On the personal side, my wife had cancer. Together we moved two households, relocated her studio, and closed her gallery. This week my mother broke her hip in Los Angeles and I’m writing from her hospital room as we finalize her discharge and home care plan before I fly back to Boston.
On the business side, the IT community around me has worked hard on Meaningful Use Stage 2, the Massachusetts State Health Information Exchange, improvements in data security, groundbreaking new applications, and complex projects like ICD10 with enormous scope.
We did all this with boundless energy and optimism, knowing that every day we’re creating a foundation that will improve the future for our country, communities, and families.
My personal life has never been better – Kathy’s cancer is in remission, our farm is thriving, and our daughter is maturing into a fine young woman at Tufts University.
My business life has never been better – Meaningful Use Stage 2 provides new rigorous standards for content/vocabulary/transport at a time when EHR use has doubled since 2008, the State HIE goes live in one week, and BIDMC was voted the number #1 IT organization the country.
It’s clear that many have discounted the amazing accomplishments that we’ve all made, overcoming technology and political barriers with questions such as “how can we?” and “why not?” rather than “why is it taking so long?” They would rather pursue their own goals – be they election year politics, academic recognition, or readership traffic on a website.
As many have seen, this letter from the Ways and Means Committee makes comments about standards that clearly have no other purpose than election year politics. These House members are very smart people and I have great respect for their staff. I’m happy to walk them through the Standards and Certification Regulations (MU stage 1 and stage 2) so they understand that the majority of their letter is simply not true – it ignores the work of hundreds of people over thousands of hours to close the standards gaps via open, transparent, and bipartisan harmonization in both the Bush and Obama administrations.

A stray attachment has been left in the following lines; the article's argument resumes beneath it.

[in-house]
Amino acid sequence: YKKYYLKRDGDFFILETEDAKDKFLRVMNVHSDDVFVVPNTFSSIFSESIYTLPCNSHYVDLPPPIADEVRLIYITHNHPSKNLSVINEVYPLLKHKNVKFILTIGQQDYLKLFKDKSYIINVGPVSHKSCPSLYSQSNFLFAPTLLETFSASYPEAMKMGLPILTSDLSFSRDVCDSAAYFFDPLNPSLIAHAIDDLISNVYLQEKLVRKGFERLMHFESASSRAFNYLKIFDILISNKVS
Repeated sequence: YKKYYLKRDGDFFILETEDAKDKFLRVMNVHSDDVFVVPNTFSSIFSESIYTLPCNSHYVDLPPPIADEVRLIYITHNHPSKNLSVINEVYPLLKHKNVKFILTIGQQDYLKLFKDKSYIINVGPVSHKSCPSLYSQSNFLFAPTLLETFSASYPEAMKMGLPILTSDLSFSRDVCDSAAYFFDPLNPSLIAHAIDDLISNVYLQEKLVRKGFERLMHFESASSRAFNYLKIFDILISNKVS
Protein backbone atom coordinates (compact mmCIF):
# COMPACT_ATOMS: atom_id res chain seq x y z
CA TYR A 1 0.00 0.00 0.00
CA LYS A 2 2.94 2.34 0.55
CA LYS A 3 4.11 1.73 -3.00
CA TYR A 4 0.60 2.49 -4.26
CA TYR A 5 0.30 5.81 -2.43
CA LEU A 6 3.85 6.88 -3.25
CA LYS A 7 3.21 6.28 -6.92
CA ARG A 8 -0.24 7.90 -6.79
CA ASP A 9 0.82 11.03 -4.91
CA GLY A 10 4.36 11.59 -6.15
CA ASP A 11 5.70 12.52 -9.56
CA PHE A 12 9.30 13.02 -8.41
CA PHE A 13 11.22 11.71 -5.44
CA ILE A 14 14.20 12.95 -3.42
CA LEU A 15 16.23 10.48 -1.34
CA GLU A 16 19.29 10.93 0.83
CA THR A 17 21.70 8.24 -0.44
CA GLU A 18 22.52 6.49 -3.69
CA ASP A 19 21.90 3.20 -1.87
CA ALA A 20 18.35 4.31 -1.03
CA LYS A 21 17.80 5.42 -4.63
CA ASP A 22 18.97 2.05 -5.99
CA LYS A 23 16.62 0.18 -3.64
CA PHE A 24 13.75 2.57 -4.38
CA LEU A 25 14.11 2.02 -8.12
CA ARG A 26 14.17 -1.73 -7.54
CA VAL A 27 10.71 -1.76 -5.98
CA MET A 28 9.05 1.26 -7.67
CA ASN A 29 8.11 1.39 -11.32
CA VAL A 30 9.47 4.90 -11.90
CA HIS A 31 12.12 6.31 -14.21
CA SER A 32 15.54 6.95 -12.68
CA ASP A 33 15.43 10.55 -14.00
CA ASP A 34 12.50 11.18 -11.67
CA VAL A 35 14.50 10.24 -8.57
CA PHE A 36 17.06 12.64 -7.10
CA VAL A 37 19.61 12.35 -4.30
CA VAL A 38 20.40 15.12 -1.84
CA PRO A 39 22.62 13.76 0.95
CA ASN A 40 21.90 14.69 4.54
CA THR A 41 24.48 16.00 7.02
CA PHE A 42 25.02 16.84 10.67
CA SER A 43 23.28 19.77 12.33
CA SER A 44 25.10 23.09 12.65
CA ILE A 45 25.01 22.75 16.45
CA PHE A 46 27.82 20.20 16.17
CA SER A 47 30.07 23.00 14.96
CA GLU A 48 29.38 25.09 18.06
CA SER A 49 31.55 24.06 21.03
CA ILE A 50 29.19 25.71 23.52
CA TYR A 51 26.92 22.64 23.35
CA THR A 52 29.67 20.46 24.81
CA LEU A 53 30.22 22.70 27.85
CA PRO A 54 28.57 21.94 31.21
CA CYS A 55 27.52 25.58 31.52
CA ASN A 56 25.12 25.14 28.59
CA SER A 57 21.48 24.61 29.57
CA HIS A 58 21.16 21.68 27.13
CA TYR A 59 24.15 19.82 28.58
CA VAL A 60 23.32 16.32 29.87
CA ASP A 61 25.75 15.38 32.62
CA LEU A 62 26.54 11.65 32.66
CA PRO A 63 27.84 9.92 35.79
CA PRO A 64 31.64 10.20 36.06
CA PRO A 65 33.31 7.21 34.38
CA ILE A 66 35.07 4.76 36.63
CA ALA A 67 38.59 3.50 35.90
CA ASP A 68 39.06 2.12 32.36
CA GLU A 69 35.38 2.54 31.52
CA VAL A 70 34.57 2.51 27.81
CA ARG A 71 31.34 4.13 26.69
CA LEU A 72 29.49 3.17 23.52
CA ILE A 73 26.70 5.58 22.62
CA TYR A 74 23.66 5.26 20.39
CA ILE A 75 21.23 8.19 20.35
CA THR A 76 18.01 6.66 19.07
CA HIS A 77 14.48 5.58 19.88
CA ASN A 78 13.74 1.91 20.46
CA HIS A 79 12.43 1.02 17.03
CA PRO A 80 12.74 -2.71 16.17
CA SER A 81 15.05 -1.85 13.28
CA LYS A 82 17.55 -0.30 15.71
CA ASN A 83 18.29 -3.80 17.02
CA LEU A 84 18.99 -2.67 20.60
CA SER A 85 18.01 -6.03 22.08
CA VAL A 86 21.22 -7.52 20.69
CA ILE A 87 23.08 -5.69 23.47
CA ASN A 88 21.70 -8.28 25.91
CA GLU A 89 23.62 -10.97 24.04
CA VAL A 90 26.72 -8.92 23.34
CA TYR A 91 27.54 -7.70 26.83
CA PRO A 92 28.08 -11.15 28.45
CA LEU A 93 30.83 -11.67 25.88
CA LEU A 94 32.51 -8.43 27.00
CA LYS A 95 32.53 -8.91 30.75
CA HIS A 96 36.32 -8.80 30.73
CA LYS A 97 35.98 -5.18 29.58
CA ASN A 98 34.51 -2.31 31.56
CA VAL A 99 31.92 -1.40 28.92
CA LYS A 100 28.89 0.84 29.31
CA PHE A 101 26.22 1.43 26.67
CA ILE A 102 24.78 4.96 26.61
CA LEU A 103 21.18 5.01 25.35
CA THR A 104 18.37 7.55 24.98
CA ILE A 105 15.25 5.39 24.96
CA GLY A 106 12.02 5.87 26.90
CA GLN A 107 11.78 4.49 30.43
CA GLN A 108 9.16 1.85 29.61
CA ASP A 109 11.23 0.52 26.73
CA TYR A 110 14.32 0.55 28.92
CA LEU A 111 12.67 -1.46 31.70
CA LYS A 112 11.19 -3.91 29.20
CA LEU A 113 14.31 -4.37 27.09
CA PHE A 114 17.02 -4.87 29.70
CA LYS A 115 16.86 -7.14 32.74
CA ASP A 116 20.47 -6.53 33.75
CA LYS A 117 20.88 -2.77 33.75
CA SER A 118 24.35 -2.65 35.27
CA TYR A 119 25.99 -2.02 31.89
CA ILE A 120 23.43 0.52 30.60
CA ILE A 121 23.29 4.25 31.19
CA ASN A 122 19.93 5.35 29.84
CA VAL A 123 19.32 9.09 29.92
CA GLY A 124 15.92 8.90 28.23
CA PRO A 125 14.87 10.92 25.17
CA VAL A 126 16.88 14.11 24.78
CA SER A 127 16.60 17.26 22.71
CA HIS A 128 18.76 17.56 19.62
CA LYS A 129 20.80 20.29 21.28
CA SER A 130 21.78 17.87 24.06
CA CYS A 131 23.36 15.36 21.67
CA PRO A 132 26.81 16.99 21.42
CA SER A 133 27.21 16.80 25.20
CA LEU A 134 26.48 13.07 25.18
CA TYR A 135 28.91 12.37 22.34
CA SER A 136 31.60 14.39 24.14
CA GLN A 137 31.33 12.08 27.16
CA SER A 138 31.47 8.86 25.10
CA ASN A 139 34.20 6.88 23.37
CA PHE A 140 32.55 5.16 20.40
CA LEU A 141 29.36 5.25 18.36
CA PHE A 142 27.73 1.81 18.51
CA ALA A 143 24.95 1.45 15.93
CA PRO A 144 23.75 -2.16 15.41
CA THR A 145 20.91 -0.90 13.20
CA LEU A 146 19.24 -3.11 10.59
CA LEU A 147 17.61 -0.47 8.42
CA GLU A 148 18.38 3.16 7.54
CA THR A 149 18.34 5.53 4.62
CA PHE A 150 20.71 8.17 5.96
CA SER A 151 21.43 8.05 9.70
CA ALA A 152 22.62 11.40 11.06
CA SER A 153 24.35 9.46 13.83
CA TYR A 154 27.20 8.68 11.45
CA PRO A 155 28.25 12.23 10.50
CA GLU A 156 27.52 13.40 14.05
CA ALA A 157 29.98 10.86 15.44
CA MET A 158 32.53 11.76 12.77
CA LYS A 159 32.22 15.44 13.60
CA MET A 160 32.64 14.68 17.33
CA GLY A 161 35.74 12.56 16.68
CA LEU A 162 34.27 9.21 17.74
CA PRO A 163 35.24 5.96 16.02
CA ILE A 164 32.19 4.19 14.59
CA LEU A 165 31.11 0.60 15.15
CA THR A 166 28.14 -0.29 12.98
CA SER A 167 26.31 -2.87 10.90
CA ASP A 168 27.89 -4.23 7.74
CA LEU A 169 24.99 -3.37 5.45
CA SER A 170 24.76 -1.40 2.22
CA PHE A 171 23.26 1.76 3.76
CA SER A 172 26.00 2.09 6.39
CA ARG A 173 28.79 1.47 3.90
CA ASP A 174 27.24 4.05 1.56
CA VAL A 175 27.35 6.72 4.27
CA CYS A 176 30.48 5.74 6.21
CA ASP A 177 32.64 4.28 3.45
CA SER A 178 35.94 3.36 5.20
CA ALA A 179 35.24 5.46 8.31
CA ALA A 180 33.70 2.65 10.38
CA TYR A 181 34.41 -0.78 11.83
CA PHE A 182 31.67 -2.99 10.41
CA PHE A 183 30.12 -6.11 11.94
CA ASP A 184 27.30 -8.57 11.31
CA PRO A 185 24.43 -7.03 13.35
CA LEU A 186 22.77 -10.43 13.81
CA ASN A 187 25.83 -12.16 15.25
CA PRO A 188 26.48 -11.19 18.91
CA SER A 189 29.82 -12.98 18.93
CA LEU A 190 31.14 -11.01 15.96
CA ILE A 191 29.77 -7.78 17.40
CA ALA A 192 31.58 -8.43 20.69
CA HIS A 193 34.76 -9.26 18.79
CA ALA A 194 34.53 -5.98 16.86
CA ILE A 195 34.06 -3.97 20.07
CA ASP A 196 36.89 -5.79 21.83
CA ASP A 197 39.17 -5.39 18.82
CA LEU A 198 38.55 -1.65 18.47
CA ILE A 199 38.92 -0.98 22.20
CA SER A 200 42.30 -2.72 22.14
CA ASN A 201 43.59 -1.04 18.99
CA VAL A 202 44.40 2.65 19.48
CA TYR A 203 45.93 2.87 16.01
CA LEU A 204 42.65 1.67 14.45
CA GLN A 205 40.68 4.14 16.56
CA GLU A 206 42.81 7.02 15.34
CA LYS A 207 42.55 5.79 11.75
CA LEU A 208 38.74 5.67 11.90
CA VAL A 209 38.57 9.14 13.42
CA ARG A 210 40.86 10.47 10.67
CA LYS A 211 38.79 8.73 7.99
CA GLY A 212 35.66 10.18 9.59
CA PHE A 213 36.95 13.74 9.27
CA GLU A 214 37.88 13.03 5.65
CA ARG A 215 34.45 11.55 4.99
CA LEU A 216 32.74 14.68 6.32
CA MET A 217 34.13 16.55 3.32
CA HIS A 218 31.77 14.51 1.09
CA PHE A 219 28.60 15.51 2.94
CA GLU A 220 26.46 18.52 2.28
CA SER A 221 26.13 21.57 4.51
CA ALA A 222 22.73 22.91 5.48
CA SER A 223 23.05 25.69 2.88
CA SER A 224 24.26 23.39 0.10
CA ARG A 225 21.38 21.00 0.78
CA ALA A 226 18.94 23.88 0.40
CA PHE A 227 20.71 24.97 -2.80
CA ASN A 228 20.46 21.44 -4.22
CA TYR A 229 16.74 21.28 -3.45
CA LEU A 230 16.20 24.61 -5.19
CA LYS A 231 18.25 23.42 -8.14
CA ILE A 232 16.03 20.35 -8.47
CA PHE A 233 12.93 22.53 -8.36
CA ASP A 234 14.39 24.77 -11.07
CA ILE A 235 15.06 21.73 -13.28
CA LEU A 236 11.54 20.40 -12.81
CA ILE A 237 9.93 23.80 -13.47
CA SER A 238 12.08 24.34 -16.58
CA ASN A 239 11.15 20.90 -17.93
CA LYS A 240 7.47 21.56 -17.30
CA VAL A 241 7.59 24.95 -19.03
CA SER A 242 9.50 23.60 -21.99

I spoke with the authors of the Wall Street Journal article “A Major Glitch for Digitized Health-Care Records” and discovered that their issue was not interoperability standards but a lack of usability in non-standard EHR user interface design. When a clinician goes from Epic to Cerner to Meditech and tries to perform the same task (e-prescribing, managing a problem list, or looking up a lab), the learning curve can be steep. The authors and I reviewed the Consolidated CDA specification that is required by Meaningful Use Stage 2 and they are completely satisfied that interoperability standards gaps are no longer a rate limiting step.
Many reporters have asked me about the New York Times article “Medicare Bills Rise as Records Turn Electronic” I’ve said three things:
1. In the past, paper documentation lacked details to accurately document acuity. As we make the multi-year journey from simple EHRs that support electronic billing to complex EHRs that include decision support, interoperability, and patient/family engagement, there will be an interim period when increasing detail in documentation results in higher acuity, which results in increased reimbursement.
2. These trends long pre-date the health IT incentive program. Meaningful Use re-orients the healthcare IT industry away EHRs supporting billing to EHRs which focus on prevention, care coordination, population health management. It is these functionalities that will both enable, and be incentivized by the shift in payment policies towards value, and away from volume. In a healthcare reform world, clinicians will be paid for wellness not sickness and the EHR will help them increase efficiency, safety, and quality, which will be required for reimbursement.
3. As quoted in the Center for Public Integrity’s Cracking the Code series, Donald Berwick said he believes that only a small portion of the upswing in coding is the result of fraud. In most cases, he said, the hospitals have learned “how to play the game,” and are targeting the vulnerabilities of the Medicare payment system. “If you create a payment system in which there is a premium for increasing the number of things you do or the recording of what you do, well, that’s what you’ll get”.
Our current society tries to find fault in everyone and everything. Social media and our increased connectedness has turned criticism into a spectator sport. If everyone could align their efforts into an agenda of optimism, we’d all be better for it.
I may be asking too much to expect positive energy and optimism from Congress, the Wall Street Journal, and the New York Times, but as 2012 has proven to me, anything is possible if you try hard enough.
John D. Halamka, MD, MS, is Chief Information Officer of Beth Israel Deaconess Medical Center, Chief Information Officer at Harvard Medical School, Chairman of the New England Healthcare Exchange Network (NEHEN), Co-Chair of the HIT Standards Committee, a full Professor at Harvard Medical School, and a practicing Emergency Physician. He’s also the author of the popular Life as a Healthcare CIO blog.